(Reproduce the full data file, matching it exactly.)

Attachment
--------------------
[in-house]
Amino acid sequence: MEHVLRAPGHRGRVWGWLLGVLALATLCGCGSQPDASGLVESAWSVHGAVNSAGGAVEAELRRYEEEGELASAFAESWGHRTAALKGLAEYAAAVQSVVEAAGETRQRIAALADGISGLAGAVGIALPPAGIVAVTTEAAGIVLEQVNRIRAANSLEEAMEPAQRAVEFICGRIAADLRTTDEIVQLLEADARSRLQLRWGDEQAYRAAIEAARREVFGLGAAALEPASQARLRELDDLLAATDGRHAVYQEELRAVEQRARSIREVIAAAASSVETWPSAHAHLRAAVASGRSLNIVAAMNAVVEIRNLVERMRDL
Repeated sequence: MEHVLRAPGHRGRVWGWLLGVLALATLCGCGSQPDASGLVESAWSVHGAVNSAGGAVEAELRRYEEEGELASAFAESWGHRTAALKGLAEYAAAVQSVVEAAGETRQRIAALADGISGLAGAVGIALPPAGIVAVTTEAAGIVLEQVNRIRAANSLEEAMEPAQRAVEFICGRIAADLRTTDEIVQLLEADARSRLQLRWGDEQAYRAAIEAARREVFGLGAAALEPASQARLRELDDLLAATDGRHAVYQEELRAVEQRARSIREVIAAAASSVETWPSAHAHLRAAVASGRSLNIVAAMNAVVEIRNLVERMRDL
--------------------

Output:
[in-house]
Amino acid sequence: MEHVLRAPGHRGRVWGWLLGVLALATLCGCGSQPDASGLVESAWSVHGAVNSAGGAVEAELRRYEEEGELASAFAESWGHRTAALKGLAEYAAAVQSVVEAAGETRQRIAALADGISGLAGAVGIALPPAGIVAVTTEAAGIVLEQVNRIRAANSLEEAMEPAQRAVEFICGRIAADLRTTDEIVQLLEADARSRLQLRWGDEQAYRAAIEAARREVFGLGAAALEPASQARLRELDDLLAATDGRHAVYQEELRAVEQRARSIREVIAAAASSVETWPSAHAHLRAAVASGRSLNIVAAMNAVVEIRNLVERMRDL
Repeated sequence: MEHVLRAPGHRGRVWGWLLGVLALATLCGCGSQPDASGLVESAWSVHGAVNSAGGAVEAELRRYEEEGELASAFAESWGHRTAALKGLAEYAAAVQSVVEAAGETRQRIAALADGISGLAGAVGIALPPAGIVAVTTEAAGIVLEQVNRIRAANSLEEAMEPAQRAVEFICGRIAADLRTTDEIVQLLEADARSRLQLRWGDEQAYRAAIEAARREVFGLGAAALEPASQARLRELDDLLAATDGRHAVYQEELRAVEQRARSIREVIAAAASSVETWPSAHAHLRAAVASGRSLNIVAAMNAVVEIRNLVERMRDL